As the sales deal nears its close, the CSM should be on top of the account status. They need to be proactive and get a customer onboarding call on the calendar and promptly follow-up with new users to guarantee their success with the product. They must also drive customer engagement by scheduling regular check-ins to review customer satisfaction, upsell feature upgrades, and lock in renewals at the end of the contract.
“The onboarding and renewal are bookends of a multi-faceted experience. Throughout any customer’s journey, there are a number of milestones, emails, and meetings that CSMs have to orchestrate.”
Head of Customer Success at Calendly
If a customer asks a question that the CSM can’t answer, they should remain in control of the call. Instead of saying “I don’t know,” they should use language like, “That’s a great question! Let me do some research and get back to you!” or, “Let me loop in our customer support team who can answer that in more detail for you.” Having a strong bond with colleagues in other departments will come in handy here.
Whether it’s helping the sales team close a deal, working with marketing on an educational webinar series, or delivering customer feedback to the product team, Customer Success Managers need to maintain sound relationships across the company to serve their customer base better.
CSMs must be able to foster a trusting, transparent relationship with their accounts. It helps users feel advocated for, heard and considered. Loyal customers like knowing they have a contact at their service provider, and making them feel valued opens opportunities to collect invaluable customer feedback.
Creating a learning environment in which new customers feel comfortable asking questions makes customer onboarding and training more effective. The CSM has to apply your company’s solution to whatever personal use case the customer has. The goal is always driving towards adoption and customer retention, and a CSM who is patient and an active listener can make the difference.
By the time a CSM meets with a customer, the CSM should already be familiar with the account’s use case and the personas involved. A new user may not have explored enough to realize how much they can get from your product, but that can all be unlocked during onboarding. The training should cover the functionality customers asked for during sign-up, but it should also include the features they didn’t know they needed. CSMs should be so well-versed in the product that they can predict what workflows will best meet the customer’s needs and generate the best results.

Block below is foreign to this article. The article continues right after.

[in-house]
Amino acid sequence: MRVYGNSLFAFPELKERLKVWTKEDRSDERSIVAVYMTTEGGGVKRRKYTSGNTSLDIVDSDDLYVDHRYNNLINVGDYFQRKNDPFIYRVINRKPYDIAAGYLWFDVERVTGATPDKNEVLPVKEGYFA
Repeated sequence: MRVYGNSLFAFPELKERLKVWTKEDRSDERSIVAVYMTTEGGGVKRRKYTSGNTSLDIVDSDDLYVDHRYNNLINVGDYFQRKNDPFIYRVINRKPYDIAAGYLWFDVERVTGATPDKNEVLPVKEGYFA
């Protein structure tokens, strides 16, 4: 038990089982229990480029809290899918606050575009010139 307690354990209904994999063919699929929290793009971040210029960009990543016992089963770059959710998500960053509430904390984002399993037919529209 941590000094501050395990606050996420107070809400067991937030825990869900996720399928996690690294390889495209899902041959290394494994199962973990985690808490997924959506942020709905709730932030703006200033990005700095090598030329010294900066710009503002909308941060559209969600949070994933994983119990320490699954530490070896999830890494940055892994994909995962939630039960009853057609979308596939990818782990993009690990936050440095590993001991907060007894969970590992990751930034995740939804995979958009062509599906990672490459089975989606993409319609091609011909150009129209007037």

A good CSM should receive the same product training as Customer Support team members. CSMs must have an in-depth understanding of your product’s functionality, so they can imagine innovative ways to apply it to any use case a customer can throw at them. You never know what types of questions will come up, and in-depth product knowledge equips your team with the flexibility to be ready for anything.
Do your part to build a successful customer onboarding process
The customer onboarding experience can make the difference between a customer successfully adopting your company’s product the first time they use it, or churning before seeing the value your product can deliver. That experience is only as good as the Customer Success Manager leading the onboarding session, so it’s critical for you to develop a framework for creating effective CSMs.
With a Customer Success team confident in their product knowledge, a timely onboarding cadence, and training that focuses on the essentials, you have the foundation for more successful customer onboarding — and the greater revenue that comes with it.
E-book: Email templates for every stage of your customer journey
Download these customer success email templates to build lasting relationships and get better, faster results from your customer meetings.